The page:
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mercenaria mercenaria(拉丁文学名)
   

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    The hard clam (Mercenaria mercenaria), also known as a quahog (or quahaug), round clam, or hard-shell (or hard-shelled) clam, is an edible marine bivalve mollusk which is native to the eastern shores of North America, from Prince Edward Island to the Yucatán Peninsula. It is one of many unrelated edible bivalves which in the United States are frequently referred to simply as clams, as in the expression "clam digging". Older literature sources may use the systematic name Venus mercenaria; this species is indeed in the family Veneridae, the venus clams.
    Confusingly, the "ocean quahog" is a different species, Arctica islandica, which, although superficially similar in shape, is in a different family of bivalves: it is rounder than the hard clam, usually has black periostracum, and there is no pallial sinus in the interior of the shell.
    The hard clam has many alternative common names. It is also known as the Northern quahog, round clam, or chowder clam.
    In fishmarkets there are specialist names for different sizes of this species of clam. The smallest clams are called countnecks, next size up are littlenecks, then topnecks. Above that are the cherrystones, and the largest are called quahogs or chowder clams.
    Of all these names, the most distinctive is quahog . This name comes from the Narragansett word "poquauhock" – the word is similar in Wampanoag and some other Algonquian languages – and is first attested in North American English in 1794. As New England Indians made valuable beads called wampum from the shells, especially those colored purple, the species name mercenaria is related to the Latin word for commerce.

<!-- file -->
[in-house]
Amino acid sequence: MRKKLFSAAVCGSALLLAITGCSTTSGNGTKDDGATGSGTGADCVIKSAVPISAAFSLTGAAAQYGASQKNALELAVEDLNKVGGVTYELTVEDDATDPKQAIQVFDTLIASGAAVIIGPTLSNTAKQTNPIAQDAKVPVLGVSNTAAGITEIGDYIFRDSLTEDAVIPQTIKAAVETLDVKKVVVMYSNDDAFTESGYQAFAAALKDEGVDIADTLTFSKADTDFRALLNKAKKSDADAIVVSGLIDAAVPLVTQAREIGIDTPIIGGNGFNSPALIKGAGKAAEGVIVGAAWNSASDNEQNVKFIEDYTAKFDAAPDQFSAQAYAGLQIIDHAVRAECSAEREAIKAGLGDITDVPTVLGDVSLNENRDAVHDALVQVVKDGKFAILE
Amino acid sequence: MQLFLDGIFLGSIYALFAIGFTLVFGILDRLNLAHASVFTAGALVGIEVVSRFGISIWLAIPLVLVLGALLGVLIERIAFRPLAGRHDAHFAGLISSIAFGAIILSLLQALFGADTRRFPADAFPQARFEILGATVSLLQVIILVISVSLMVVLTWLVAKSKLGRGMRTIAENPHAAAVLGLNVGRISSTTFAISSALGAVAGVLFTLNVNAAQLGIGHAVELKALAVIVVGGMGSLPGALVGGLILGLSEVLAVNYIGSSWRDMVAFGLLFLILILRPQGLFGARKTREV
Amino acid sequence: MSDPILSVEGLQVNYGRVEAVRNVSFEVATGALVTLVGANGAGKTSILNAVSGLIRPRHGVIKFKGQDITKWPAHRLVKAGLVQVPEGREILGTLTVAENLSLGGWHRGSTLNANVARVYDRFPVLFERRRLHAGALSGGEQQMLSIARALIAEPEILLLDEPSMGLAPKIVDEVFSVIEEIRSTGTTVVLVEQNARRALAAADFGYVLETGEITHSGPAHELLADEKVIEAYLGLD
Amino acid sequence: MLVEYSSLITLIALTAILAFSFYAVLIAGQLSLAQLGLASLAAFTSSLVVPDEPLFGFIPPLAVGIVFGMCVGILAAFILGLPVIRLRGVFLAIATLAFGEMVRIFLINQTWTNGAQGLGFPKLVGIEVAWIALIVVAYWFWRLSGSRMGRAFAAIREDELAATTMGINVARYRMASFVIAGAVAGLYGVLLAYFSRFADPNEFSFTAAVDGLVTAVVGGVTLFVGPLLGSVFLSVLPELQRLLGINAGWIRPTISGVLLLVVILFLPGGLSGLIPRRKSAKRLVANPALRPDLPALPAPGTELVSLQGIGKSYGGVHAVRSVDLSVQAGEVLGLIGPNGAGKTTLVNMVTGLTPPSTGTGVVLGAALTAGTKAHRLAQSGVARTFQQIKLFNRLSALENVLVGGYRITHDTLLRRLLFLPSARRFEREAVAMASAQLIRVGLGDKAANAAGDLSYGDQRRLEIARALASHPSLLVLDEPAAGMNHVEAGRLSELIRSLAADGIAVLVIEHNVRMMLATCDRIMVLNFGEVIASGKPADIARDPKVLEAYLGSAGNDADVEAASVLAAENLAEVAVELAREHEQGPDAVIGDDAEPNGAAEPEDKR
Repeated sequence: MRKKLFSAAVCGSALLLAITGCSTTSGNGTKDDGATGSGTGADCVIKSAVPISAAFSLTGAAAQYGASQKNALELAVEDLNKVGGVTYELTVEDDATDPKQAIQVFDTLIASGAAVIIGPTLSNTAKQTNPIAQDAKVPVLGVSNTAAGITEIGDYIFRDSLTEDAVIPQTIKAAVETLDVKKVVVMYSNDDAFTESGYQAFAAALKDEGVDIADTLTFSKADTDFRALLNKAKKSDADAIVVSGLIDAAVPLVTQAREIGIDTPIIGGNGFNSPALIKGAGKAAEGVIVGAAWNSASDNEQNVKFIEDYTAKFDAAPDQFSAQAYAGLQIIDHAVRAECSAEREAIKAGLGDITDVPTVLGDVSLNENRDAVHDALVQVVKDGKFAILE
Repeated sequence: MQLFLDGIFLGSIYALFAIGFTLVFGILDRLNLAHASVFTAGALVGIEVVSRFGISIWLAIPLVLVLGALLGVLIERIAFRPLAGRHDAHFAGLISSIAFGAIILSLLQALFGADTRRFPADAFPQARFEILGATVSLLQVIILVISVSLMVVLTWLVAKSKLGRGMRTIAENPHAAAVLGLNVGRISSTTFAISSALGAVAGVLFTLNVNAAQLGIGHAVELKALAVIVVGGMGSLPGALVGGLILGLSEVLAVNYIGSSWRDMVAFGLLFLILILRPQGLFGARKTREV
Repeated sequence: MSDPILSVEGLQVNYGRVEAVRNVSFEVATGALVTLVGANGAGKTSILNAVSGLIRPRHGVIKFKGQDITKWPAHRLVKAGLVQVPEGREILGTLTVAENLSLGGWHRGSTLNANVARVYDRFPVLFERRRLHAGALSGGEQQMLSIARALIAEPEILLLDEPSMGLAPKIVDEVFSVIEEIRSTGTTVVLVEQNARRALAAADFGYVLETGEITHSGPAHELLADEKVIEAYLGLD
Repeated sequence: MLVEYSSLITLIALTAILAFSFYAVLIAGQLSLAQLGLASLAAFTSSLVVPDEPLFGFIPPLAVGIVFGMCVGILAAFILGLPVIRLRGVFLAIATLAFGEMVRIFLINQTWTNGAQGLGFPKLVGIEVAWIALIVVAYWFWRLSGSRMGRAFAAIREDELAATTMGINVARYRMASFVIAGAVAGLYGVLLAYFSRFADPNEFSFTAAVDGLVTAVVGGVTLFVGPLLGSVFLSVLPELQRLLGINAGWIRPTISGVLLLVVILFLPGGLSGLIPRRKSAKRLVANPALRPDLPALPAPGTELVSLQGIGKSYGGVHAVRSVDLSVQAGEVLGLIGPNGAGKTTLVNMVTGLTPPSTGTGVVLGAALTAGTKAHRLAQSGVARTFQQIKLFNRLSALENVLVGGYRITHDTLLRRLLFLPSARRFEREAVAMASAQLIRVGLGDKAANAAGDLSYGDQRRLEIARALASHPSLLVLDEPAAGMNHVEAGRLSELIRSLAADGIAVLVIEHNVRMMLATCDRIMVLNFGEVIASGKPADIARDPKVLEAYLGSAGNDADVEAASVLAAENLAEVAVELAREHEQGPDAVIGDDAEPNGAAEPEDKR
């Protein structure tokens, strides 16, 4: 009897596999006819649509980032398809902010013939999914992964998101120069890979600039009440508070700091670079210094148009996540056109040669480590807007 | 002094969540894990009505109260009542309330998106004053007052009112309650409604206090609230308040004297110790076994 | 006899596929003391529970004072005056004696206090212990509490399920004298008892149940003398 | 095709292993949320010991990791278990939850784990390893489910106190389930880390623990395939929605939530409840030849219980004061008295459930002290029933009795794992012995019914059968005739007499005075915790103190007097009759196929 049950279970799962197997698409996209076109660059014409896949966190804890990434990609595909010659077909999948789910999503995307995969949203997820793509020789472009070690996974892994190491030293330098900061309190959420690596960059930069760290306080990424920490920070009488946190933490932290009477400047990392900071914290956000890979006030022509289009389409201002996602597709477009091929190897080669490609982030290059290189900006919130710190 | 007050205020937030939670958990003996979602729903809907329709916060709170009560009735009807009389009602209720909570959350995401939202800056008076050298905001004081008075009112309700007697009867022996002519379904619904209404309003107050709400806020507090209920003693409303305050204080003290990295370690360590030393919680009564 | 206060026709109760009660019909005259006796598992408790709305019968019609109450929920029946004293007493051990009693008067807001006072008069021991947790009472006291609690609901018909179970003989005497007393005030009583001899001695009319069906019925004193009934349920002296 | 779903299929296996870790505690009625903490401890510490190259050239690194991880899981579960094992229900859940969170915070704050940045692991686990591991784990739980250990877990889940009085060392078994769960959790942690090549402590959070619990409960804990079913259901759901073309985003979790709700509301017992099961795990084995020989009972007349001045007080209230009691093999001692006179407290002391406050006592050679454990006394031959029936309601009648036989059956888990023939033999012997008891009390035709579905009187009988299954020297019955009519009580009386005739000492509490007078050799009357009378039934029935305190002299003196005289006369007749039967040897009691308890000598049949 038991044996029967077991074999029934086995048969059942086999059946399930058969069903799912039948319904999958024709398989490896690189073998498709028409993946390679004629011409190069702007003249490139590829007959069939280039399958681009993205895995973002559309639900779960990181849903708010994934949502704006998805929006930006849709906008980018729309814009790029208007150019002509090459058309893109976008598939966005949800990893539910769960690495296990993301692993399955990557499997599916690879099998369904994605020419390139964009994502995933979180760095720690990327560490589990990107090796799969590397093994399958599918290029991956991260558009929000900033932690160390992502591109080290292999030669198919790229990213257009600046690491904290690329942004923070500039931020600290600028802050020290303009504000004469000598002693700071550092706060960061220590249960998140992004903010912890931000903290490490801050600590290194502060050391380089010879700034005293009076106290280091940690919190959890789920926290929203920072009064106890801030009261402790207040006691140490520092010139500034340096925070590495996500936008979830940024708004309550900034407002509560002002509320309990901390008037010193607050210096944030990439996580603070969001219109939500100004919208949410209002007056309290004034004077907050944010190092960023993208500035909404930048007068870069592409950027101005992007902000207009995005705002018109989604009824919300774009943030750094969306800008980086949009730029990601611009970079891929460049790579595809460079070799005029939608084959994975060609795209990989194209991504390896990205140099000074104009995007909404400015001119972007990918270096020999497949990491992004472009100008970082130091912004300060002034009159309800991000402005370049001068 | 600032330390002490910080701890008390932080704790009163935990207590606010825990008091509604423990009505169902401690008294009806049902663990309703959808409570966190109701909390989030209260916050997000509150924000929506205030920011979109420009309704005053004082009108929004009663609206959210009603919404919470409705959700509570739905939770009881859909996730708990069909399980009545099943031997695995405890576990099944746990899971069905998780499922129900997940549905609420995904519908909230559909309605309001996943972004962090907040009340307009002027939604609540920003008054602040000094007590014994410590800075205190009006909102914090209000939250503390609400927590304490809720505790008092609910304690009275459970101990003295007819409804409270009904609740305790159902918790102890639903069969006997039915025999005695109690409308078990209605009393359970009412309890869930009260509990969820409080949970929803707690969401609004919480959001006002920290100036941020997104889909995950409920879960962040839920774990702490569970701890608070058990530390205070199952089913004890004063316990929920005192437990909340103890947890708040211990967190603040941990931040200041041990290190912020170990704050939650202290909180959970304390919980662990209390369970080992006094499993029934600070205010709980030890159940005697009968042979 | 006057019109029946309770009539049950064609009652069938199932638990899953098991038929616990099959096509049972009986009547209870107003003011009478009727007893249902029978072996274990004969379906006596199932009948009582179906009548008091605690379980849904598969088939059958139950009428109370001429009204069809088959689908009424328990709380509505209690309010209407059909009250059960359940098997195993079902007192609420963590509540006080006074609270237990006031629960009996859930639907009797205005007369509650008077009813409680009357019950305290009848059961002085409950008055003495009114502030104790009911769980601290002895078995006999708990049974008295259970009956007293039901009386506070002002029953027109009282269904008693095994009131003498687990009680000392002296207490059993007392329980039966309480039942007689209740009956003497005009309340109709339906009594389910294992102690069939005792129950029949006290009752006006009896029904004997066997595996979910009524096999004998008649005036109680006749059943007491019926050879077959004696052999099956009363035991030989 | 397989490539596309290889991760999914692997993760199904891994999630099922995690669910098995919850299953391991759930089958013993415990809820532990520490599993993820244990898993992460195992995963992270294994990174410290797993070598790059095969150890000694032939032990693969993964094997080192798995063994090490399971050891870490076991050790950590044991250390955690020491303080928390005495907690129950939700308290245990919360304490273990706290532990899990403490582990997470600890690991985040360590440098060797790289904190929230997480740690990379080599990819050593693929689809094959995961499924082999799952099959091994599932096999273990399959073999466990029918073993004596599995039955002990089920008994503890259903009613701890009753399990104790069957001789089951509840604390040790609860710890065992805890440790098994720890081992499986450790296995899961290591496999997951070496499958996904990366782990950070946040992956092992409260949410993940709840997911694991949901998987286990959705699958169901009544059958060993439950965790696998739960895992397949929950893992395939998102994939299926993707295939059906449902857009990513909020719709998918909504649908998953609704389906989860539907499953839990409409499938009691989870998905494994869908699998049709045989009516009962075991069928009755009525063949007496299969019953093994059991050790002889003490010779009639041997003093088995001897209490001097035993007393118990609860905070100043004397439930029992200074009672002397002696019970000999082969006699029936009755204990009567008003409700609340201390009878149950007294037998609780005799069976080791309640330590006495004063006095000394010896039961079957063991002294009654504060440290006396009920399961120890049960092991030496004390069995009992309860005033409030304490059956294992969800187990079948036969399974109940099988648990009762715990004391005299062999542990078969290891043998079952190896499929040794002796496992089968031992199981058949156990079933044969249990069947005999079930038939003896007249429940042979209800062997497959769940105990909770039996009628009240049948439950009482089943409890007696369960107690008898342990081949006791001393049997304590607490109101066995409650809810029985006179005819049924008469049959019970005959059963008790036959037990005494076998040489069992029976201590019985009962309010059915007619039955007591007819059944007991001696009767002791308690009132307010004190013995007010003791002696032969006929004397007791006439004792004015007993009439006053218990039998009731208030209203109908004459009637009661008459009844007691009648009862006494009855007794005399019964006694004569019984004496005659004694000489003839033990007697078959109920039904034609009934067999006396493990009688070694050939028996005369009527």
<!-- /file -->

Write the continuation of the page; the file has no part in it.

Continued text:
In many areas where aquaculture is important, clam farmers have bred specialized versions of these clams with distinctions needed for them to be distinguished in the marketplace. These are quite similar to common 'wild type' Mercenaria clams, except that their shells bear distinctive markings; for example those from Wellfleet, Massachusetts and elsewhere have pronounced wavy or zigzag chestnut-colored lines on their shells, reminiscent of a line of W's running across the shell. These are known as the notata strain of quahogs, which occur naturally in low numbers wherever quahogs are found

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